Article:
Winter 2020

In Practice

James Blakemore, ’13, and Josh Garcia, ’13: Blockchain Made Them a Team

By Kristy Demas

James Blakemore, ’13 (left), and Josh Garcia, ’13 (right), with their business partner, Zachary Fallon.
James Blakemore, ’13 (left), and Josh Garcia, ’13 (right), with their business partner, Zachary Fallon.

Blockchain has come into focus in the last several years. James Blakemore, ’13, and Josh Garcia, ’13, have expertise in the technology, which, as Blakemore explains, “allows people to verify transactions and come to consensus regarding the current distribution of an asset, like bitcoin, without relying on third parties like banks.”

The growing number of blockchain users has increased the need for consultants and lawyers experienced in it—a niche where Blakemore and Garcia are making their mark with their consulting and law firms. But a partnership wasn’t foremost on their minds as Michigan Law classmates, Blakemore recalls. “We met the first year, but started hanging out the last,” mostly due to Spoon Assassins—a live-action game where participants try to eliminate each other armed with disposable spoons. “Josh and I were pretty active players, which was our not-so-illustrious beginning as close friends.” 

Following graduation, Blakemore joined Cleary Gottlieb Steen & Hamilton, and Garcia went to Goodwin Procter.

“I wound up on a small team that worked with a blockchain company to defend an action brought by the Department of Justice,” Garcia says. “I had to learn the technology and explain it to the partner. Since I was one of the only associates versed in blockchain, when blockchain-specific questions came in from startups, I was the go-to.” 

Garcia then helped start the financial technology practice at White & Case, later helping to run Cooley’s blockchain group. Meanwhile, at Cleary, Blakemore represented foreign sovereigns and global financial institutions in securities class-action disputes and regulatory investigations into alleged bond and benchmark rate manipulation.

By 2018, Garcia had amassed a large network of contacts in the cryptocurrency community, including some who would later become clients. He brought together Blakemore and three other attorneys interested in blockchain and experienced in securities, money transmission, and startups. “We met for breakfast in New York,” Blakemore says, “and hashed out a business plan over a couple of months before taking the leap.”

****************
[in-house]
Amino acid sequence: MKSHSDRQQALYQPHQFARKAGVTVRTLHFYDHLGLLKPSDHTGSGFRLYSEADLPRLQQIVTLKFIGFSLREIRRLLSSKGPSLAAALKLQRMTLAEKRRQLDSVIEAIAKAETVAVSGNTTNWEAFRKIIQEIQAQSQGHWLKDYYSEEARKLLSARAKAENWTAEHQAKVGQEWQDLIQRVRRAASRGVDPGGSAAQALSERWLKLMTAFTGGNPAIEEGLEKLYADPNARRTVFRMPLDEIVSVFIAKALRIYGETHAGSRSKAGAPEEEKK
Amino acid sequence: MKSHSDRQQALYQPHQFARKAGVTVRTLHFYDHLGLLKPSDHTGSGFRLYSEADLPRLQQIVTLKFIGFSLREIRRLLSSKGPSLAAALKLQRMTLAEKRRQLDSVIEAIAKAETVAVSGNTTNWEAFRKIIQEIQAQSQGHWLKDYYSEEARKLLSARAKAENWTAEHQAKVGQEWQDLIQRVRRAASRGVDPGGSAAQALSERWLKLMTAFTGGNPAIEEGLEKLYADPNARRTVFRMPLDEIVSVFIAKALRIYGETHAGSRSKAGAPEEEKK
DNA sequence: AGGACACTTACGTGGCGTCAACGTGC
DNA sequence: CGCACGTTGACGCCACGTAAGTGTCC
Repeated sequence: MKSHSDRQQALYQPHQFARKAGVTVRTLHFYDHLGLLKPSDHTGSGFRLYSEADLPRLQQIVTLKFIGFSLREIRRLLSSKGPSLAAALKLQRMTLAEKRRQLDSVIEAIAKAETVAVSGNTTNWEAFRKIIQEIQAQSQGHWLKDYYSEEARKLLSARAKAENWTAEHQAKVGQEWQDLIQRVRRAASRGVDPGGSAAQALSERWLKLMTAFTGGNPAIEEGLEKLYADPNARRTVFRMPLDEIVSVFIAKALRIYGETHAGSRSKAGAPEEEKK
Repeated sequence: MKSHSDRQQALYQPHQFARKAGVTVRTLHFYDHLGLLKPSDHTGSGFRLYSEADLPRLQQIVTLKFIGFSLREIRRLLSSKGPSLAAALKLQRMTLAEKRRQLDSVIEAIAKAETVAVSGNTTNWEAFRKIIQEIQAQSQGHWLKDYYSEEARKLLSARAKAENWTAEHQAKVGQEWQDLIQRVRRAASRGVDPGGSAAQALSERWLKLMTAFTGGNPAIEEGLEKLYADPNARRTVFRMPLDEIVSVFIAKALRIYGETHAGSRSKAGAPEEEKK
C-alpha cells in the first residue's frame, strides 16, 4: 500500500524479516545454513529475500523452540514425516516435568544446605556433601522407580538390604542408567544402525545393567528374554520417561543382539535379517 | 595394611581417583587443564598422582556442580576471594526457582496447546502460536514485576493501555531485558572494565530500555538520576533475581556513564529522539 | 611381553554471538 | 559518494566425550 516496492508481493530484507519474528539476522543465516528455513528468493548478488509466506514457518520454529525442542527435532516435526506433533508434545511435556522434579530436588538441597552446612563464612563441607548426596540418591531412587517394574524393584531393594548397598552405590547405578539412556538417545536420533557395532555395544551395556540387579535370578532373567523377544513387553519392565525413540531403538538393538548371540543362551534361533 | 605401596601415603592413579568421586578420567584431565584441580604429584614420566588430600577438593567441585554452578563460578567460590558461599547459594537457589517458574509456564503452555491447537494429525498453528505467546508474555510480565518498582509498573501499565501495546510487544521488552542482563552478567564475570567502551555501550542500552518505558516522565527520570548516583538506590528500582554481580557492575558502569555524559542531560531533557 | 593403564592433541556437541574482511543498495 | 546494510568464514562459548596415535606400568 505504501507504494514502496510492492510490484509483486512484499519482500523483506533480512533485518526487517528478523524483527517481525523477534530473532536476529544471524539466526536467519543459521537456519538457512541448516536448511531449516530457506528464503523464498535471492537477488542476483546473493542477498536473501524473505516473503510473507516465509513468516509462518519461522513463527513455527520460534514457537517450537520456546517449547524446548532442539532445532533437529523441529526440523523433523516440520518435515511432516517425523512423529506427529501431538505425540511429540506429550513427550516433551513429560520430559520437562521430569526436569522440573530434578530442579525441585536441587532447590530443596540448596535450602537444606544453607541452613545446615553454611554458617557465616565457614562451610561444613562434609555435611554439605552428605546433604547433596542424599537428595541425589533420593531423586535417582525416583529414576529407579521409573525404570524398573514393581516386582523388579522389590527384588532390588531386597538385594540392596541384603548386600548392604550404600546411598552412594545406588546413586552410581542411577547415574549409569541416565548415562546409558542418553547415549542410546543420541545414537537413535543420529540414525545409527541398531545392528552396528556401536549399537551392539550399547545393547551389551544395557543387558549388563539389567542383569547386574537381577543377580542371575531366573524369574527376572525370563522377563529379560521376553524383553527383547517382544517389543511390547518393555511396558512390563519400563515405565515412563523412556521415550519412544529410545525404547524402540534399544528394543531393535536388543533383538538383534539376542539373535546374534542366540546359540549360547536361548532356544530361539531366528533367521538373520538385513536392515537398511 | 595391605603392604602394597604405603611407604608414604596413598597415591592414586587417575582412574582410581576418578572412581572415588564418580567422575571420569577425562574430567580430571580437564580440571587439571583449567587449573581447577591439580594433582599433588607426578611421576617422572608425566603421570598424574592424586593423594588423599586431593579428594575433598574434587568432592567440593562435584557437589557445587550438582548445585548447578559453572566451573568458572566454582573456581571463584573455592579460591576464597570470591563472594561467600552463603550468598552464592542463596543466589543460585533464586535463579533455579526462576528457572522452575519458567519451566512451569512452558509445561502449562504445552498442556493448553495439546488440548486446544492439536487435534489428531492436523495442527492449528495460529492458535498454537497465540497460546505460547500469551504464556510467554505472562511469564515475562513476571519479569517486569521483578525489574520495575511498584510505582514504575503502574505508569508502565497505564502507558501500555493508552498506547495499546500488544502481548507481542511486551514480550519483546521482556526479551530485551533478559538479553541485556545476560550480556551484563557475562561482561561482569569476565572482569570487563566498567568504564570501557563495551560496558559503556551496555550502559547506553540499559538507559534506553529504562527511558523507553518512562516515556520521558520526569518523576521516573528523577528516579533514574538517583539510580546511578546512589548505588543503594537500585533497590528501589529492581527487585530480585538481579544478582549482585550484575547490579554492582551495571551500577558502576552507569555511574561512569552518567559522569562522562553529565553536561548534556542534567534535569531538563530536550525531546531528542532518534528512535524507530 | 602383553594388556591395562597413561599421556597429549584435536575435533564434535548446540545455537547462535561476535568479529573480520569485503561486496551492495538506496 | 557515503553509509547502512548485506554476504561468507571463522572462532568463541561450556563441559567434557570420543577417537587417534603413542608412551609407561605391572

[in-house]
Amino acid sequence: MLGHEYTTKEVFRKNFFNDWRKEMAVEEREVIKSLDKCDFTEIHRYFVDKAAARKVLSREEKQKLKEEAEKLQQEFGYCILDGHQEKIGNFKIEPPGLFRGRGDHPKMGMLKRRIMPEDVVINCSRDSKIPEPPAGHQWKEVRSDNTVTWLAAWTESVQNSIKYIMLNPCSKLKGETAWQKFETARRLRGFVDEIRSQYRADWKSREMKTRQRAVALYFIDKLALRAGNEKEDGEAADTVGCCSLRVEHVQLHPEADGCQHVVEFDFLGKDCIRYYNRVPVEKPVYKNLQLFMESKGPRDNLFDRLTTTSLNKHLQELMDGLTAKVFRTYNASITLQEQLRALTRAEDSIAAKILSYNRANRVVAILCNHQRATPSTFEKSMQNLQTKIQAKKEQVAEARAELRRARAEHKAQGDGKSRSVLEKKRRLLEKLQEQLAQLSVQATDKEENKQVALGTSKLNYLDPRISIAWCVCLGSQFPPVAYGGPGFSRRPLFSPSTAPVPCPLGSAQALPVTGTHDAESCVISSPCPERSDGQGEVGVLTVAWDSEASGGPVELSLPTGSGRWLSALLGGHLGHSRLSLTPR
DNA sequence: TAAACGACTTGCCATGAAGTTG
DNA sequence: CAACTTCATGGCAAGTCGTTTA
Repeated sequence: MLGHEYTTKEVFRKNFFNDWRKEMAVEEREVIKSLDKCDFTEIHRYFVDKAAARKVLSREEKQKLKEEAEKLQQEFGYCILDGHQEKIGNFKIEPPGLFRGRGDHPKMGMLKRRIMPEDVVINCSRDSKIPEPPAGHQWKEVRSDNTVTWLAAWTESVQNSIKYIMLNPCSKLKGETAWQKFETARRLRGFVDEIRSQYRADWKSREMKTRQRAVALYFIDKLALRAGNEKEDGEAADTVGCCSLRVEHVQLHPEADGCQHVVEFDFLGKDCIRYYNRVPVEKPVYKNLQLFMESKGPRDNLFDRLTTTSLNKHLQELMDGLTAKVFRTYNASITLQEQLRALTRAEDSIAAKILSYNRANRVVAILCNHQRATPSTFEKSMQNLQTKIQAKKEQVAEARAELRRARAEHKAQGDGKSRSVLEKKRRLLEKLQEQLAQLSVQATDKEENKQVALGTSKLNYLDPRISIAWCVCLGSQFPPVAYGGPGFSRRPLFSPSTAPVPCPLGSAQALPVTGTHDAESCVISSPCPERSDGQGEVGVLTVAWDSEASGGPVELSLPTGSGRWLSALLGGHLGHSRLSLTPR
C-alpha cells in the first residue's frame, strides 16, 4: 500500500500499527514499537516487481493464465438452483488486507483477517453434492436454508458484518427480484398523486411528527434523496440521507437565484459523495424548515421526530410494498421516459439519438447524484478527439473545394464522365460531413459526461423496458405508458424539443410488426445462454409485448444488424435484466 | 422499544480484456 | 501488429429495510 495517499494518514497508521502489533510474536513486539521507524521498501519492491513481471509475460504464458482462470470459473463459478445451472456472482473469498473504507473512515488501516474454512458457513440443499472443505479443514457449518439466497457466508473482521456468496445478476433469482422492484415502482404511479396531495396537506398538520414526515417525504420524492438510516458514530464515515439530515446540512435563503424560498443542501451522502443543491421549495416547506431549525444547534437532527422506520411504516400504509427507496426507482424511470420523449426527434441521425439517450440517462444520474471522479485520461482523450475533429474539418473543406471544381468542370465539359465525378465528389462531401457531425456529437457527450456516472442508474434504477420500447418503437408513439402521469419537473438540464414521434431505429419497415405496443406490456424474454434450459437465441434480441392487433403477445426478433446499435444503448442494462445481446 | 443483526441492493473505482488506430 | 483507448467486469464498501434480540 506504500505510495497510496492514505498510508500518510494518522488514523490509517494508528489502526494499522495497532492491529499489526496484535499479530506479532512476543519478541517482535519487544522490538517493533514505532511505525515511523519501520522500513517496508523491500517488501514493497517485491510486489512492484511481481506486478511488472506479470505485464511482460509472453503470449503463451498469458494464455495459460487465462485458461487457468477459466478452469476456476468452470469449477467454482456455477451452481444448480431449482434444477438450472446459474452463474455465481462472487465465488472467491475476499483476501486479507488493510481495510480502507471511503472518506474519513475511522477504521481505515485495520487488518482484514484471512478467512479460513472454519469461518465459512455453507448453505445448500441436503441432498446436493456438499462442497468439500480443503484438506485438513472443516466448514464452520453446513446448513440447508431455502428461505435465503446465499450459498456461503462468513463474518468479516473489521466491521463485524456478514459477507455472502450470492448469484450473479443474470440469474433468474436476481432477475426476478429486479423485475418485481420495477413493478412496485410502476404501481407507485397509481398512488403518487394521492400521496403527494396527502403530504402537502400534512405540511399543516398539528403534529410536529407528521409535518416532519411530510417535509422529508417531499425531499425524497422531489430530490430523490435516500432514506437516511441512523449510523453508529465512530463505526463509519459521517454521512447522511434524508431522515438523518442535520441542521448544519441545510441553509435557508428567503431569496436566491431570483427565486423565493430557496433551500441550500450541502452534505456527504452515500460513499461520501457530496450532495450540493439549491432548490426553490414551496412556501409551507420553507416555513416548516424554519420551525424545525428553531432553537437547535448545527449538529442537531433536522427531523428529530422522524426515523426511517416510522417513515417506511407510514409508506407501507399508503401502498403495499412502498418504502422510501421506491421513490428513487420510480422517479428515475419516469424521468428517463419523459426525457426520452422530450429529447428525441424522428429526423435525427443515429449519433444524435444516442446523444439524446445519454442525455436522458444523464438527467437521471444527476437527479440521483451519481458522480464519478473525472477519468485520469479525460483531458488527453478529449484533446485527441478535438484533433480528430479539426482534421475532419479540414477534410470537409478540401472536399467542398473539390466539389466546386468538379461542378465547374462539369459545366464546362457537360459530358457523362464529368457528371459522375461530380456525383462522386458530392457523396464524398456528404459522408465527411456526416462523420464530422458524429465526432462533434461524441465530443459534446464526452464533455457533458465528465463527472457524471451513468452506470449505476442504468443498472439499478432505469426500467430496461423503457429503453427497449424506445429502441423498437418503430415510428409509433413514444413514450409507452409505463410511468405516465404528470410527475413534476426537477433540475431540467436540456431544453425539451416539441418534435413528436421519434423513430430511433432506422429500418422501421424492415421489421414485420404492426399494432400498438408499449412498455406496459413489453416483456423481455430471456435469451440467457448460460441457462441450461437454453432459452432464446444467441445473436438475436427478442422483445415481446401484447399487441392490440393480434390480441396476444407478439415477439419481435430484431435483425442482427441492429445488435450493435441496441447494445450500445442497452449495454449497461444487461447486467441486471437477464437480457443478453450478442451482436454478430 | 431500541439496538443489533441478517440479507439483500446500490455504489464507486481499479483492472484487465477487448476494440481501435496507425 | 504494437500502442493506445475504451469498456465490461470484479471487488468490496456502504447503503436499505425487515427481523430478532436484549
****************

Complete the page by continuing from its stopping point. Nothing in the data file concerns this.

Ketsal Consulting and Blakemore Fallon were born.

“Our practice ranges from advising token issuers on the securities law implications of their projects to helping cryptocurrency exchanges register as money transmitters,” says Blakemore. “We helped Rhode Island with their blockchain law. It was more of a consultation role because we are exposed to various state laws and often talk to state regulators.” 

Garcia estimates that 90 to 95 percent of their clients are in blockchain. “But we don’t always deal with regulatory or crypto issues—sometimes it’s traditional legal representation, just in a very different context.”

It was at their five-year reunion when Blakemore and Garcia turned their thoughts to teaching after hearing Dean Mark West’s Law School update. Both loved their time at Michigan and had enjoyed teaching previously. 

“Especially when you get to teach something you have seen develop for as long as five years—at that point, the majority of blockchain’s lifespan,” Garcia says. After meeting with Dean West—Blakemore’s Criminal Law professor—and Associate Dean Gil Seinfeld, they teamed up to teach Blockchain and the Law.

“It’s a fun course to teach, because crypto has these peculiarities that force you to return to first principles,” Blakemore says. “We explored it against the backdrop of the anti-government, anti-regulation movement it grew out of.”

“The class ended up being very doctrinal,” Garcia says. “The exciting things we discussed were enforcement actions, but the bulk was basic laws of securities, money transmission, and commodities—with elements of contract and tax law.”

Blakemore adds, “Law school is one of your last opportunities to explore intellectually outside your focus. I’m a huge proponent of taking a class that you’re interested in even if you think it might not be useful—it will be. You just don’t know how yet.”